Someone in the Aussie Bloggers Facebook Forum recently asked the group how to respond to a very negative comment they received on their blog. I watched for the responses with great interest.
Fortunately on the whole I fly under the radar. I do – however – get the occasional unhappy reader or frustrated responder. And. It. Absolutely. Kills. Me.
A few years ago I got a negative comment on my diet blog that almost led me to quit blogging. (The person basically told me I was fucked in the head and needed mental help. God, HELLO?! I say that all of the time, but…)
I’ve probably only written a couple of snipey or sarcastic posts which have warranted any negativity and it was undoubtedly deserved. But it doesn’t stop it gnawing at me. Indeed, I freak out if someone’s nasty to me on Twitter (which I did the other night when someone called me a tosser!), so I have no idea how I’d cope if I was a ‘known’ blogger and dealing with online trolls or if I was someone who put themselves out there more and had to deal with rejection.
I’ve done a bit of reading and most of the advice when it comes to negative feedback seems pretty much the same.
1. Try to look objectively at what you’ve done or said and what you’ve been ‘accused’ of. Could the accuser be correct?
Try to see it from their point of view. Perhaps you haven’t been as clear as you’d like or perhaps you’re wr-wr-wrong.
2. Are they really being nasty, or just disagreeing?
We’re all entitled to our opinions. Someone not agreeing with us isn’t the end of the world, but have they done it in a polite way? (For example, I thought the person who called me a tosser the other night was out of line. I’d expressed an opinion – that I wished all spousal violence / murders, received the publicity and outrage that a current case in Australia has been receiving – and if someone disagreed with me… I’d never call them a tosser!)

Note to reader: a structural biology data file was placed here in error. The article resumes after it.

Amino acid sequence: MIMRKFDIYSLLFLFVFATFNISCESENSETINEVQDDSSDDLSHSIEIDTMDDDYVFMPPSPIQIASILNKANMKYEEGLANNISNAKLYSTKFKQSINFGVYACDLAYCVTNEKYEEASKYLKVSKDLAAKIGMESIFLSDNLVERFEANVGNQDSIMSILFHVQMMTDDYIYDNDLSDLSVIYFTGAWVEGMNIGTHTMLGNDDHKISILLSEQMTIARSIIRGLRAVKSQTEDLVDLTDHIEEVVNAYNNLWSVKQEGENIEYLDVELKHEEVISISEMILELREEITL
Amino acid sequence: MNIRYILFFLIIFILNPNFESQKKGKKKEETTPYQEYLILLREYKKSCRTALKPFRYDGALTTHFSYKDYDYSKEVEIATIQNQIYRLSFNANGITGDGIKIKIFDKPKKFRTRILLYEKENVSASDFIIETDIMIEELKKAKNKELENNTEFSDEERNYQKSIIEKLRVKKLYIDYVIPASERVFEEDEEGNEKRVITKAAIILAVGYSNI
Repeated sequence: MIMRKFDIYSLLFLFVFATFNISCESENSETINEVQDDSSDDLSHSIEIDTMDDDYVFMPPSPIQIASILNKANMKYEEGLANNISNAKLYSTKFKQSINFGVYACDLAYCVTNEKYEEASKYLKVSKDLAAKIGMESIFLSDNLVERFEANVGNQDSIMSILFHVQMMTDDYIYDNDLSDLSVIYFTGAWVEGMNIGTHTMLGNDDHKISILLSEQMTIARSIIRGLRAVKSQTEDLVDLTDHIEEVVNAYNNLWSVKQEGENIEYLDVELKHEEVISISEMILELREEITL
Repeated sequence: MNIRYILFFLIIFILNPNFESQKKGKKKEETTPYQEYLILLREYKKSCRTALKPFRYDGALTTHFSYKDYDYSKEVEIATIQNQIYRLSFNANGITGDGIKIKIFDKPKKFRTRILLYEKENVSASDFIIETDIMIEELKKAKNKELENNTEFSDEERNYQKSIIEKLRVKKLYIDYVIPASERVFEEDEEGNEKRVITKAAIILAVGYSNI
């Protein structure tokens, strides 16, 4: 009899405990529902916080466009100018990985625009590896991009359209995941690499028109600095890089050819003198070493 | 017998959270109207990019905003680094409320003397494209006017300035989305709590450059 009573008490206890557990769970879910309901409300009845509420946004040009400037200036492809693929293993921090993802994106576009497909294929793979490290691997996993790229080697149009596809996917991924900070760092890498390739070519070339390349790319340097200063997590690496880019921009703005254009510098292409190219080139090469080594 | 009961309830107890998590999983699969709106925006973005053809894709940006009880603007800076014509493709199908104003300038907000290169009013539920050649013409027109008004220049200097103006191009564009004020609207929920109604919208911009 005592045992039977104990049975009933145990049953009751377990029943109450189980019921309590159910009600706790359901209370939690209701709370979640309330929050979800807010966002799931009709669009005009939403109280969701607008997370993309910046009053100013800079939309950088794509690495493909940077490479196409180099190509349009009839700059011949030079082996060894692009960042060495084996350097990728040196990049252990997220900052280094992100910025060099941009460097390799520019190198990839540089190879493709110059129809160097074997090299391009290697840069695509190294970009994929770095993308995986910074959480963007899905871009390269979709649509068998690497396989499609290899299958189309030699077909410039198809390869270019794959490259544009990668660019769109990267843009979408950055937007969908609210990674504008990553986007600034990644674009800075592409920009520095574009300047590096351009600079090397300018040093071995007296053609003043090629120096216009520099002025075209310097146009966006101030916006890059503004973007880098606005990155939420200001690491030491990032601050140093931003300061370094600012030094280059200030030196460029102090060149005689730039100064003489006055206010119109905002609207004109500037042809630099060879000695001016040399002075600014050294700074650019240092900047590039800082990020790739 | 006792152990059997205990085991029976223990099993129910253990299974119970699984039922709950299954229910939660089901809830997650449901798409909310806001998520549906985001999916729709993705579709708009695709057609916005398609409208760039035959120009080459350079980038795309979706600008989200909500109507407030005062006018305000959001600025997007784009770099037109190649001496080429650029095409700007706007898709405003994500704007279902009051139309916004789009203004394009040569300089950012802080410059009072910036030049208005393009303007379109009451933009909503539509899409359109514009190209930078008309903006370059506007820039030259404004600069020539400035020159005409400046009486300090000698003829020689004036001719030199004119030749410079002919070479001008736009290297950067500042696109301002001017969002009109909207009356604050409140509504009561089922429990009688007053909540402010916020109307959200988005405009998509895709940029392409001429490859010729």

3. Is it worth it?
Are you prepared to go to the mattresses on the issue?
Generally, if someone just disagrees with what I’ve written I’ll thank them for their comment and accept that they’re entitled to their own opinion. (Of course I’m usually sure they’re wrong and feel sorry that they suffer from such delusions, but… 😉 )
If someone’s rude or snarky I’ll try not to get into a slanging match. In the past I’ve occasionally tried to explain my point of view, but realise sometimes there’s no point. I also don’t believe in airing dirty laundry in public and cringe when I see people having arguments on Facebook or the toing and froing that ensues.
The ‘you need mental help’ comment I mentioned above, I left on my blog (ie. didn’t delete), but I emailed the person directly.
I’d written a very tongue-in-cheek post about a day of eating… on my birthday when I get my annual cheesecake and basically ate badly all day. I don’t think the person ‘got’ the sarcasm and couldn’t understand my glibness about it. In fairness to them however, they weren’t a long-time reader and had no idea I’d had/have eating disorders and was far from declaring myself ‘sane’ when it came to food anyway!
It worked. The person responded and apologised for their reaction but I realised that my glibness isn’t always appreciated and perhaps I need to add some context in future.
Of course, much of my fear (and that of others) when it comes to negative feedback comes from that desire to be ‘accepted’ and worrying too much about what others think. The evolved part of me realises that we’re entitled to our opinion and feelings and should feel free to write about it (as many journalists and columnists do); however, while I feel the need to be honest in my blogs my fear of rejection remains strong.
So… I wonder: how do others cope with online criticism, trolls or even criticism IRL (in real life)?
Flogging my blog With Some Grace today.